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2024 Legal tech insights

Technology has permeated virtually every industry, and the legal sector is no exception.

Technology has permeated virtually every industry, and the legal sector is no exception. We’ll be breaking down the latest technological insights and emerging trends of 2024, highlighting how these advancements can optimise and streamline processes within the world of litigation.

Slow adoption but inevitable change

Despite the benefits of modern tech, many law firms aren’t jumping on board. A recent study revealed that just under one in three solicitors use basic law technology, such as contract review systems or legal databases. Surprisingly, a further one in three revealed they do not use legal tech at all or, if they do, only infrequently. Experts warn that those who stick to old ways will soon struggle to keep up.

Kevan Mahoney, Business Portfolio Manager at Walker Morris, emphasises that those who fail to embrace technological investments are “operating on borrowed time.” Clients are increasingly expecting legal firms to use technology to deliver better and more cost-effective services.

Cloud computing takes centre stage

More legal professionals are moving their operations to the cloud because it offers flexibility and accessibility, allowing teams to work from anywhere. This shift isn’t just about convenience; it’s about future-proofing operations and staying competitive in a rapidly changing landscape.

Managing workload challenges

Legal teams are facing increasing workloads without the budget to match. To cope, they’re focusing on streamlining processes and cutting down on distractions. But with so many apps and tools on the market, it’s easy to get overwhelmed. Finding ways to stay focused and efficient is key to staying ahead.

A recent survey found that general counsel expects workloads to increase by 25% over the next three years, yet 75% don’t expect budgets to keep up. This indicates a significant challenge for legal teams, who must find ways to do more with less. Investing in technology is crucial to overcome this obstacle as it helps reduce time wasted that could be better spent on more valuable tasks.

AI and automation: Changing the game

Artificial intelligence and automation are transforming legal work, making research and contract reviews faster and more accurate. With AI-powered tools becoming more accessible, legal teams can expect to see even greater efficiency in the years to come.

In 2024, AI will be essential for legal research, contract review, and the drafting of legal documents. Statistics from the Tech & the Law 2023 Report state that more than three in five corporate legal departments have adopted generative AI in some capacity, with 7% actively using generative AI in their daily work. With constant improvements to Large Language Models (LLM) by companies like OpenAI, Google, and Microsoft, 2024 will see more opportunities open for legal teams.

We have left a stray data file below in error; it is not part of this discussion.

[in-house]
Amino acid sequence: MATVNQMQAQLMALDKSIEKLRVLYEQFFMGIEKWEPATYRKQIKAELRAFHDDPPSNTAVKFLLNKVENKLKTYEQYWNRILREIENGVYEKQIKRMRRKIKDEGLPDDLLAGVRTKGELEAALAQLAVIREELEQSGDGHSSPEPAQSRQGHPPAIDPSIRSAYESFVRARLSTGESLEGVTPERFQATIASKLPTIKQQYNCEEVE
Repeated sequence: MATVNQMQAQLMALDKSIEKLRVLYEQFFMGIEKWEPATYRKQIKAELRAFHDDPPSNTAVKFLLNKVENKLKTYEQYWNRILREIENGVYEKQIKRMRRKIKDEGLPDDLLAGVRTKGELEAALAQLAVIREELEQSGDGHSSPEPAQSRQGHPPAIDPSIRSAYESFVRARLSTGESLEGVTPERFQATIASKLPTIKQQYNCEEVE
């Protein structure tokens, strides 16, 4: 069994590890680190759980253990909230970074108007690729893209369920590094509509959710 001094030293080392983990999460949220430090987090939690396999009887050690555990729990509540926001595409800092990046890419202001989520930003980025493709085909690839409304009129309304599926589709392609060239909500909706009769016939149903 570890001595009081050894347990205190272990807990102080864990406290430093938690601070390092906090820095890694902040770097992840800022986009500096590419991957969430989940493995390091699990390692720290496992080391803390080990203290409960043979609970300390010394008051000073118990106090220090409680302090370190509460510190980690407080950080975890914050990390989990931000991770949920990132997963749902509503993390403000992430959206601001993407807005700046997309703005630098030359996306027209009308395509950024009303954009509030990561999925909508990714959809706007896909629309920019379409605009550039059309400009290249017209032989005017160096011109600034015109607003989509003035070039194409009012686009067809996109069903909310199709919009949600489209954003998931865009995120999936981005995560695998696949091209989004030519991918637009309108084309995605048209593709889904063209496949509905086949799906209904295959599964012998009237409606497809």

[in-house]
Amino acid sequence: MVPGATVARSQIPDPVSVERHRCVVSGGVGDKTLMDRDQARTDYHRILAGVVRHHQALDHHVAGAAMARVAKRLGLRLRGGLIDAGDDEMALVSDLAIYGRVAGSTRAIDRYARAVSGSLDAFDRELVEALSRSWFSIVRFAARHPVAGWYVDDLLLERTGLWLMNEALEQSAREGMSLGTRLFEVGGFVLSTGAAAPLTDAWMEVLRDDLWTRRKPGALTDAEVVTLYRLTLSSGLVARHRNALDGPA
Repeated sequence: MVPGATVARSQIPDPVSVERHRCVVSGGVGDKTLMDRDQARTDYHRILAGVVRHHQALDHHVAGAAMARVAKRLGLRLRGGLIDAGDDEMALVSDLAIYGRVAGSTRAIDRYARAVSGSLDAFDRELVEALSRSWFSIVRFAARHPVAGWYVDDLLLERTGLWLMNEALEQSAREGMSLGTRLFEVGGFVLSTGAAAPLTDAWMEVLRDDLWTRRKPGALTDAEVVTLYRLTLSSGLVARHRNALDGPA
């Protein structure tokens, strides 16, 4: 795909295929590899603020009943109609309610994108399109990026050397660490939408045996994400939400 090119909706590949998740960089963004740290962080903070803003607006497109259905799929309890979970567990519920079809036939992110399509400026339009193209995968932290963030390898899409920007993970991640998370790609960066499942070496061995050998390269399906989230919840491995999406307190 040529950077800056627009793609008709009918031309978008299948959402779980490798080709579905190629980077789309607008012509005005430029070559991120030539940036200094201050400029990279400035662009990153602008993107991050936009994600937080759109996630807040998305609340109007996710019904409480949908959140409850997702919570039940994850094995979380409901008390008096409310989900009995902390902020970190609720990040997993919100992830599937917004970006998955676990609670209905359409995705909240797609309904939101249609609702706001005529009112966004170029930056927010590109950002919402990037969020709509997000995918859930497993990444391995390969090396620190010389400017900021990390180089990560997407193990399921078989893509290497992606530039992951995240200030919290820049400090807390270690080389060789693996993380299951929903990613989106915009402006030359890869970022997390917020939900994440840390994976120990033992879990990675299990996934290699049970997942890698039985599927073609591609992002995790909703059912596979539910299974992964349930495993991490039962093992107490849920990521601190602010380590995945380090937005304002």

Analytics: Insights for better decision-making

Data analytics are giving legal teams valuable insights into their work, helping them identify risks and opportunities early on. By harnessing the power of data, legal professionals can make smarter decisions and improve their overall performance.

Metrics and analytics will continue to develop, providing in-house counsel with valuable insights to help them identify potential issues before they arise. This means making predictions about potential problems with contracts, breaking rules, or getting involved in legal disputes. By keeping an eye on these forecasts regularly, law firms will find it easier to deal with risks and strategise effectively.

Collaboration is key

Innovation in legal tech isn’t happening in isolation. Law firms are teaming up with tech companies to develop new solutions and improve existing ones. By working together, they can create tools that meet the specific needs of legal professionals and their clients.

Ben Allgrove, Chief Innovation Officer at the global law firm Baker McKenzie, anticipates that the majority of AI utilisation within his firm will originate from their current software vendors, such as Lexis Nexis or Microsoft 365. Commenting for the BBC, Mr. Allgrove said, “We already use LexisNexis and Microsoft, and they will increasingly get capabilities driven by generative AI, and we will buy those things if they make sense and are at the right price.”

Fighting fraud with machine learning

Machine learning is also making its mark in healthcare law, particularly when it comes to fraud detection. By analysing large datasets, machine learning algorithms can spot suspicious patterns and alert legal teams to potential threats. This proactive approach helps organisations stay one step ahead of fraudsters.

According to Experian’s 2023 UK Identity and Fraud Report, “more than a third of organisations are looking to build ML capabilities into their fraud identification and prevention strategies.” Machine learning surpasses rules-based fraud models because it can detect both familiar and unfamiliar patterns within extensive datasets.

The future of legal tech in healthcare is bright, with technology playing a central role in driving efficiency and innovation. By embracing new tools and techniques, legal professionals can stay ahead of the curve and deliver better outcomes for their clients.

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